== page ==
Qijianglong (dragon of Qijiang)
L. Xing, T. Miyashita, J. Zhang, D. Li, Y, Ye, T, Sekiya, F. Wang & P. Currie - 2015
Estimated 15 meters long
Q. guokr (type)
China - Suining Formation
Late Jurassic, 160 million years ago
Qijianglong, meaning “dragon of Qijiang,” is a genus of long-necked sauropod dinosaur that lived in what is now China during the Late Jurassic period, approximately 160 million years ago. It was first described in 2015, based on a nearly complete skeleton that was discovered in Qijiang City, Chongqing Municipality.
Qijianglong was a relatively small sauropod, estimated to have been around 15 meters (50 feet) long and weighing up to 15,000 kilograms (33,000 pounds). It belonged to the family Mamenchisauridae, which includes a group of long-necked sauropods that lived in China during the Jurassic and Cretaceous periods.
One of the most remarkable features of Qijianglong was its neck, which was around 10 meters (33 feet) long and comprised of 15 vertebrae. This is an unusual number for a sauropod, as most have between 12 and 14 neck vertebrae. In addition, the vertebrae of Qijianglong were elongated and had unique features, including large cavities and unusually wide neural spines.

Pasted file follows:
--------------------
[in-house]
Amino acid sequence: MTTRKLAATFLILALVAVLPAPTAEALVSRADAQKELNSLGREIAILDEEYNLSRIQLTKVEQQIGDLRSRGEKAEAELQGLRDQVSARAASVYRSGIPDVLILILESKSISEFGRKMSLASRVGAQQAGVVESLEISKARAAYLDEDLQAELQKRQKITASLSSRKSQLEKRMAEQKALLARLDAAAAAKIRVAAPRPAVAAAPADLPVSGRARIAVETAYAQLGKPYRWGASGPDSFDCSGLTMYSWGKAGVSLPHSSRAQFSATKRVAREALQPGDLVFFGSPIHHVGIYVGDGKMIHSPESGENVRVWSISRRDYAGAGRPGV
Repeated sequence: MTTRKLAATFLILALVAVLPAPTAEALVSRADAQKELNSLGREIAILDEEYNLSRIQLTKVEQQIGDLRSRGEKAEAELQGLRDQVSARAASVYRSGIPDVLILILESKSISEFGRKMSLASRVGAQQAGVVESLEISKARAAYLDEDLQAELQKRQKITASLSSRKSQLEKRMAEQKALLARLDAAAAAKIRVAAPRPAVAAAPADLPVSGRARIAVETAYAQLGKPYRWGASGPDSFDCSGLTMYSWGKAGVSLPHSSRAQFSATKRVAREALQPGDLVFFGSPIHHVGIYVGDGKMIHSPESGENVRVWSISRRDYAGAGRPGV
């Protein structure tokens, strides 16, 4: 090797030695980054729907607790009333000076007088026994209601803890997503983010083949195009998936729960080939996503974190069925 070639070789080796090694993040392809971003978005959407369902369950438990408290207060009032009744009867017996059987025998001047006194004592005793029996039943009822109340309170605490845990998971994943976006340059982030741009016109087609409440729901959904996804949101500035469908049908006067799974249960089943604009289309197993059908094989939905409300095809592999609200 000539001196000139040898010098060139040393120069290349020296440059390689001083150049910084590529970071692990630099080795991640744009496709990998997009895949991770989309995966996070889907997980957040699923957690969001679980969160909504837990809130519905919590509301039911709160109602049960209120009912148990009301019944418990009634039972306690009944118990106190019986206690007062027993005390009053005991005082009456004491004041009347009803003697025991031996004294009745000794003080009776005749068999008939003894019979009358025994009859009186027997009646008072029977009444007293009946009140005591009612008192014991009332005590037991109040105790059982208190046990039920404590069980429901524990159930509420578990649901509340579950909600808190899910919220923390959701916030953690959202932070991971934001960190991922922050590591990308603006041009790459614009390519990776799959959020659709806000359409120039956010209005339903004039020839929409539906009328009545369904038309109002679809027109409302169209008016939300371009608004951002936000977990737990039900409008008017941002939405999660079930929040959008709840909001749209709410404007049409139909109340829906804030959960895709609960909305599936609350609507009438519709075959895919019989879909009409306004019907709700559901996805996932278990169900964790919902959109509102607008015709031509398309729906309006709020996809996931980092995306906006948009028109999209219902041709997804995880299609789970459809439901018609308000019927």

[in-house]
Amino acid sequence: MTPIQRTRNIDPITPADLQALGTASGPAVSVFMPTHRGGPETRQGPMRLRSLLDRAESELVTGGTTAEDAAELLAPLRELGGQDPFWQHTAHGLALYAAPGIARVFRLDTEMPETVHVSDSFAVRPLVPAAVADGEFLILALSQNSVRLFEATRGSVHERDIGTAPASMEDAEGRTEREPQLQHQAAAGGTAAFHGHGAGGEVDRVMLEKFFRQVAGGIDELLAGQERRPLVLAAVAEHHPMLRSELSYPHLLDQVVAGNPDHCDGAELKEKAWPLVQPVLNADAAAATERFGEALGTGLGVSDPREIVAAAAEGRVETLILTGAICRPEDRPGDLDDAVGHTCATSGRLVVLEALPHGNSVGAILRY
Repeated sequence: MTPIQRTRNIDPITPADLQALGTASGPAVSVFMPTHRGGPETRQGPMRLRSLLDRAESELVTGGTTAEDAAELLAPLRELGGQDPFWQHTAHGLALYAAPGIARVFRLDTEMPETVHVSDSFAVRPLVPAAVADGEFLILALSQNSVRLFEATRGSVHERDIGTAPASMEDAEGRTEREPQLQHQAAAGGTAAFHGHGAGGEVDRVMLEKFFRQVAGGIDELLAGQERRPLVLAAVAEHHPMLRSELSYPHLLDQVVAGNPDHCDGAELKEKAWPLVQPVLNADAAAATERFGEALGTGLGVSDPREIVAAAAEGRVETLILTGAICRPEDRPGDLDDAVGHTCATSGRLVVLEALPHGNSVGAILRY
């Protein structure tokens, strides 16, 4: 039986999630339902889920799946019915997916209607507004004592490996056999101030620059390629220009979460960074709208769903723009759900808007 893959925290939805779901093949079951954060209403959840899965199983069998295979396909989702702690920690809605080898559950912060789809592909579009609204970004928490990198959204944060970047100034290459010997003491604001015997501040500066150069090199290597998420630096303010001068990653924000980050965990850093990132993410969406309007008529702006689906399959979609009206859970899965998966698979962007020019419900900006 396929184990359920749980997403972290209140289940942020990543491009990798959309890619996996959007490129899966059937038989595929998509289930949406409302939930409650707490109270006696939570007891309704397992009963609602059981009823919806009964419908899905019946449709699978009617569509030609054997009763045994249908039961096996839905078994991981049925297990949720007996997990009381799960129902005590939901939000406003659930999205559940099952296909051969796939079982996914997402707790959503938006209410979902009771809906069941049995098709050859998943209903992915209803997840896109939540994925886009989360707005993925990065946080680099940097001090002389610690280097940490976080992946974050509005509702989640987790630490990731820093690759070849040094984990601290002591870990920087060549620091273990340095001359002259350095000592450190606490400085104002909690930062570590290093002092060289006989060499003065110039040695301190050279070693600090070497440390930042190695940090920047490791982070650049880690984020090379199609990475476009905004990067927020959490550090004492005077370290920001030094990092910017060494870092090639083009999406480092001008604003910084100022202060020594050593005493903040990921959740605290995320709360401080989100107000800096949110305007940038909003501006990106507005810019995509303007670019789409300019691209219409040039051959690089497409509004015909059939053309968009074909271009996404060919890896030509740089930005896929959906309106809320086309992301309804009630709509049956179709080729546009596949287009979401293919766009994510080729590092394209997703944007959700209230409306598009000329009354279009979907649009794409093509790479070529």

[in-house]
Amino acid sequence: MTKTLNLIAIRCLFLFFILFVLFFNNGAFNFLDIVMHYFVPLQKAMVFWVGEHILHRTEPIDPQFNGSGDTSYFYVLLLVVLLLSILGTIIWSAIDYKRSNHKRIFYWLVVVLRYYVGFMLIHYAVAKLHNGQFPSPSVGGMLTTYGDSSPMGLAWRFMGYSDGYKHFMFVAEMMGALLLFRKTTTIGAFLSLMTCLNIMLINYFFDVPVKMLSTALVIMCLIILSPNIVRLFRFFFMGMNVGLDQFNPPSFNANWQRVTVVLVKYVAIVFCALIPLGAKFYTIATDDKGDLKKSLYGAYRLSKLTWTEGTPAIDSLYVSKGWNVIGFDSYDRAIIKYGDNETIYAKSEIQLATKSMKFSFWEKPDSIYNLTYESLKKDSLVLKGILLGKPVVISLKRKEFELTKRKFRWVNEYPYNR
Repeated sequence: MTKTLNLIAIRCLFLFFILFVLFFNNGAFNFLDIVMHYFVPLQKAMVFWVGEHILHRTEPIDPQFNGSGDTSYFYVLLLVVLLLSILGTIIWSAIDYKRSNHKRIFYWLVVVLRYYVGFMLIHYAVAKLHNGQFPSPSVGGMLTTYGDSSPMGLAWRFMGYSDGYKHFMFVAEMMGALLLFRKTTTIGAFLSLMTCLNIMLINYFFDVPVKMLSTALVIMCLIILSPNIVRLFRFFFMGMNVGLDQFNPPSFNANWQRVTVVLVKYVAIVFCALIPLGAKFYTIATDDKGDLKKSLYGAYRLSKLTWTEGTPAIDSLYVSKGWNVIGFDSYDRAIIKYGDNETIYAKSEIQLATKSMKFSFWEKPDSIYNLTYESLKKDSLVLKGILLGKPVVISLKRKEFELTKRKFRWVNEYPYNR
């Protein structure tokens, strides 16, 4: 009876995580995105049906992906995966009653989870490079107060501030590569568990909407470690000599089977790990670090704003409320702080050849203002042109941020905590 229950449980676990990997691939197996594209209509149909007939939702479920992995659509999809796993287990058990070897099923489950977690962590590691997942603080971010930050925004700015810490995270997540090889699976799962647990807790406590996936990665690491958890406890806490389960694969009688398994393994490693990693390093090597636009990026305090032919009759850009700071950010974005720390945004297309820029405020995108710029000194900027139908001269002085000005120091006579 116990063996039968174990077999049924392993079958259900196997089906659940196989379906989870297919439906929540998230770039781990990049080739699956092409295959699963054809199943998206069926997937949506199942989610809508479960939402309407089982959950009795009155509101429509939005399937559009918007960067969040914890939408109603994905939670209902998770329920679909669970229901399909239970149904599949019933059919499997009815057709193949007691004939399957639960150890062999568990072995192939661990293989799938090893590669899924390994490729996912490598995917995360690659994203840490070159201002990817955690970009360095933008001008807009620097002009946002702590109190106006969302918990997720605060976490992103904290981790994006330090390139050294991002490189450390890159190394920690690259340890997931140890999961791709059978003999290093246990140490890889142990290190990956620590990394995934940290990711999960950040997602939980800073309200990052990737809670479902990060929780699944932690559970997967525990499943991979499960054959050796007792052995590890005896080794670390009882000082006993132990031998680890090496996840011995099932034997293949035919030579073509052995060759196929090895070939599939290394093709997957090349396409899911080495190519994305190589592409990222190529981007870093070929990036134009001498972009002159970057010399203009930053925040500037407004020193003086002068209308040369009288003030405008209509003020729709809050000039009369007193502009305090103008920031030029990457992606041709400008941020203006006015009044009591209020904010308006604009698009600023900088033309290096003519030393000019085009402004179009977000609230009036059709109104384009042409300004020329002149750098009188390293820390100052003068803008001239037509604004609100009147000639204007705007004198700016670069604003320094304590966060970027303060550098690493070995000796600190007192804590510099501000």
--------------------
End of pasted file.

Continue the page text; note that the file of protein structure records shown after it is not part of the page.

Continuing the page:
These adaptations suggest that Qijianglong had a specialized feeding behavior, perhaps using its elongated neck to reach vegetation that was out of reach of other herbivores. The wide neural spines may have also provided support and protection for the neck, allowing it to be more flexible and maneuverable.
Overall, Qijianglong is an important addition to the fossil record of long-necked sauropods and sheds new light on their evolution and diversity in China during the Jurassic period. Its discovery underscores the importance of continued paleontological research in China, which has become a leading center for dinosaur discoveries in recent years.